Report: Marriott hack could be Chinese intelligence

Photo credit: matejmo/iStockPhoto (The average cost of a data breach has grown to US$3.86 million, a new report suggests (Image matejmo / iStockPhoto))

Private investigators for Marriott International have said Chinese hackers are emerging as suspects in the security breach that left the personal information of up to 500 million hotel guests exposed. In late November, Marriott disclosed that it had been the victim of what is shaping up to be the biggest data breach of all time. The breach allowed hackers unauthorized access to the Starwood Hotels & Resorts Worldwide network starting in 2014. Marriott acquired Starwood in 2016 for $13.6 billion, creating the world’s largest hotel operator.

Sources familiar with Marriott's investigation told Reuters that the methods used in the recent hack are similar to the  “hacking tools, techniques and procedures” that Chinese hackers have deployed before. 

From the report: Chinese hackers may have been behind a campaign designed to collect information for use in Beijing’s espionage efforts and not for financial gain, two of the sources said.

While China has emerged as the lead suspect in the case, the sources cautioned it was possible somebody else was behind the hack because other parties had access to the same hacking tools, some of which have been posted online previously.

Identifying the culprit is further complicated by the fact that investigators suspect multiple hacking groups may have simultaneously been inside Starwood’s computer networks since 2014, one of the sources told Reuters.

“China firmly opposes all forms of cyberattack and cracks down on them in accordance with law,” Chinese Ministry of Foreign Affairs spokesman Geng Shuang told Reuters.”If offered evidence, the relevant Chinese departments will carry out investigations according to law.”

Marriott spokeswoman Connie Kim declined to comment, saying “We’ve got nothing to share,” when asked about involvement of Chinese hackers.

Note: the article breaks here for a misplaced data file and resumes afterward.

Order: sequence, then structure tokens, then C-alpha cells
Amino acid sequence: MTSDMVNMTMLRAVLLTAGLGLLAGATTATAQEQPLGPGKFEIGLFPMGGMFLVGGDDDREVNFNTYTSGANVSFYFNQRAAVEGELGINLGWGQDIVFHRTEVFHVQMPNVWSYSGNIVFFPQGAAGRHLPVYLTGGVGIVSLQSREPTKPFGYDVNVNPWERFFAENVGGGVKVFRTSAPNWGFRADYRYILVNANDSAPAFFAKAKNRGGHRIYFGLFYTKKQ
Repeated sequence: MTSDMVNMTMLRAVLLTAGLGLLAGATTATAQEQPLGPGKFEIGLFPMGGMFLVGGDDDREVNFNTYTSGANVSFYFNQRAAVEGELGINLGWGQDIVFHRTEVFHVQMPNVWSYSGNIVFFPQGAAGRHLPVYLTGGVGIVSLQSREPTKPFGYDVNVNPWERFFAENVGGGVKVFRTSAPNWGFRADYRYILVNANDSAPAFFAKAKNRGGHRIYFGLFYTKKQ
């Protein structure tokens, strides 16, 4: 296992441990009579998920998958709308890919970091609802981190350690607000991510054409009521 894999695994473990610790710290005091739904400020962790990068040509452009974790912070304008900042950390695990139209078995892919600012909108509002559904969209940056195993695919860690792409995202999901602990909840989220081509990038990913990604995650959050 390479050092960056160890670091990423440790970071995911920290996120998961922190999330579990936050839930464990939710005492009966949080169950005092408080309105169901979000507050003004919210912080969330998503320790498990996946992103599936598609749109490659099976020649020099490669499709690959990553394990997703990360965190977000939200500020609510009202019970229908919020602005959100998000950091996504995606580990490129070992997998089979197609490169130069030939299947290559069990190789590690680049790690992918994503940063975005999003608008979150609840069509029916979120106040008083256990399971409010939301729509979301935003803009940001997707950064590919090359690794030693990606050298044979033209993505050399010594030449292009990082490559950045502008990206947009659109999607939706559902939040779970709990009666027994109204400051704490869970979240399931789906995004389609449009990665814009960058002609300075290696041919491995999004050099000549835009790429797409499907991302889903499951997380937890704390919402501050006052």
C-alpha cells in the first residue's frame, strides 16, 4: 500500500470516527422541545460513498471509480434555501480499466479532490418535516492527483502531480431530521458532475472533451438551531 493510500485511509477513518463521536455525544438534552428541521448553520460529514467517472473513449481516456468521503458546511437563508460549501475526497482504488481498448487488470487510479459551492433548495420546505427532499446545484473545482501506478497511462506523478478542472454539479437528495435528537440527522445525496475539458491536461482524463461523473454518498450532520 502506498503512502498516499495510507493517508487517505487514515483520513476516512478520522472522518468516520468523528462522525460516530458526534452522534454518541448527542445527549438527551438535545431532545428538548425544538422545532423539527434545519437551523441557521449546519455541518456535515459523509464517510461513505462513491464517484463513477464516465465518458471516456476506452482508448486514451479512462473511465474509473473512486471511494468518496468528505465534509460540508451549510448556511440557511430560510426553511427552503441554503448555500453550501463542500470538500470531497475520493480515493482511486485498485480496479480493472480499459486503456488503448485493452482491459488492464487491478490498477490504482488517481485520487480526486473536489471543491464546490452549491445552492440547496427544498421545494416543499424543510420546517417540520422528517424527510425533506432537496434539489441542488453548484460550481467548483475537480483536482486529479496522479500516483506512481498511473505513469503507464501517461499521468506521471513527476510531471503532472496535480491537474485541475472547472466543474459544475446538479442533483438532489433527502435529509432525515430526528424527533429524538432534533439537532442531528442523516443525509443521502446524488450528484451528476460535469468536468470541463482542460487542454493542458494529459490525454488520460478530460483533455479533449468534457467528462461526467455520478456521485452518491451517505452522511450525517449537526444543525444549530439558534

Government Concerns

Last week, it emerged that the chief financial officer of Huawei, one of China’s biggest tech exporters, had been detained in Vancouver, charged with violating sanctions against Iran, and faced deportation to the U.S. The U.S. government has been putting pressure on Western governments in recent weeks to drop support for the company’s 5G infrastructure equipment amid concerns about its alleged links to Beijing.

Huawei has repeatedly stressed it operates independently of the Chinese authorities, but that has failed to allay some Western government’s concerns. Last month, New Zealand’s intelligence agency blocked one of the country’s telecoms providers from using Huawei equipment as part of its 5G rollout.

The U.S. National Security Agency and the U.K.-based National Cyber Security Centre have not yet passed public comment on the possible identity of the Marriott attacker.

Hilton, Hyatt Hotels Corporation and InterContinental Hotels Group have all been targeted in past attacks, though the Marriott breach dwarfs those hacks in terms of number of guests affected. For approximately 327 million of these Starwood/Marriott guests, the info includes some combination of name, mailing address, phone number, email address and passport number.

Picking up the Pieces

After news of the Marriott breach came out, Sen. Charles E. Schumer (D-N.Y.) called on the hotel chain to foot the bill and replace passports that potentially were compromised as part of the breach. Marriott quickly promised to cover the cost for as many as 327 million people whose passport numbers may have been exposed. At a fee of $110 per passport, that would put Marriott on the hook to pay up to $36 billion—a price tag equivalent to the value of the entire company, per its market capitalization. 

But there is a catch. The company said it will follow through on reimbursement only in instances where it “determine[s] that fraud has taken place.” 

Marriott also is providing guests the opportunity to enroll in WebWatcher free of charge for one year. WebWatcher monitors internet sites where personal information is shared and generates an alert to the consumer if evidence of the consumer’s personal information is found. Guests from the United States who complete the WebWatcher enrollment process will also be provided fraud consultation services and reimbursement coverage for free.